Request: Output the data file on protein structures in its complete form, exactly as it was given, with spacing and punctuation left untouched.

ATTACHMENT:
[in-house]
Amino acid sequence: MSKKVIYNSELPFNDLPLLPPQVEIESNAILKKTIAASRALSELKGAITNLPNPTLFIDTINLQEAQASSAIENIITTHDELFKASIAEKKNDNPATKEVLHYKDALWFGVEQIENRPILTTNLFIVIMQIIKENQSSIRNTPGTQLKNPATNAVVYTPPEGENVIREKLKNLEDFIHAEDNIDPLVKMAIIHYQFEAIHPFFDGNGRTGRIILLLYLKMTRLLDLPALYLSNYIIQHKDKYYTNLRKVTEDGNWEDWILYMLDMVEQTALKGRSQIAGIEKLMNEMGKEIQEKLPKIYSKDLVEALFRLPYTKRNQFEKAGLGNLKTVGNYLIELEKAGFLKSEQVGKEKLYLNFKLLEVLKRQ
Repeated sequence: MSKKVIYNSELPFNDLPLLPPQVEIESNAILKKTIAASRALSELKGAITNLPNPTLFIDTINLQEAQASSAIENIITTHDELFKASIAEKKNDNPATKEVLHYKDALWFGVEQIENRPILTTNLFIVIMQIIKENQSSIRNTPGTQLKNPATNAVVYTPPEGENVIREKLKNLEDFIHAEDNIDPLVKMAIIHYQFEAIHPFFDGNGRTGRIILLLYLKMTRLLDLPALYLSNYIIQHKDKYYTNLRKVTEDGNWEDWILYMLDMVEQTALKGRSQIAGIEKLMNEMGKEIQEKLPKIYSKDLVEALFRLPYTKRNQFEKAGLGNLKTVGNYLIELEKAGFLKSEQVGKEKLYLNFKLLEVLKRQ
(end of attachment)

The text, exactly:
[in-house]
Amino acid sequence: MSKKVIYNSELPFNDLPLLPPQVEIESNAILKKTIAASRALSELKGAITNLPNPTLFIDTINLQEAQASSAIENIITTHDELFKASIAEKKNDNPATKEVLHYKDALWFGVEQIENRPILTTNLFIVIMQIIKENQSSIRNTPGTQLKNPATNAVVYTPPEGENVIREKLKNLEDFIHAEDNIDPLVKMAIIHYQFEAIHPFFDGNGRTGRIILLLYLKMTRLLDLPALYLSNYIIQHKDKYYTNLRKVTEDGNWEDWILYMLDMVEQTALKGRSQIAGIEKLMNEMGKEIQEKLPKIYSKDLVEALFRLPYTKRNQFEKAGLGNLKTVGNYLIELEKAGFLKSEQVGKEKLYLNFKLLEVLKRQ
Repeated sequence: MSKKVIYNSELPFNDLPLLPPQVEIESNAILKKTIAASRALSELKGAITNLPNPTLFIDTINLQEAQASSAIENIITTHDELFKASIAEKKNDNPATKEVLHYKDALWFGVEQIENRPILTTNLFIVIMQIIKENQSSIRNTPGTQLKNPATNAVVYTPPEGENVIREKLKNLEDFIHAEDNIDPLVKMAIIHYQFEAIHPFFDGNGRTGRIILLLYLKMTRLLDLPALYLSNYIIQHKDKYYTNLRKVTEDGNWEDWILYMLDMVEQTALKGRSQIAGIEKLMNEMGKEIQEKLPKIYSKDLVEALFRLPYTKRNQFEKAGLGNLKTVGNYLIELEKAGFLKSEQVGKEKLYLNFKLLEVLKRQ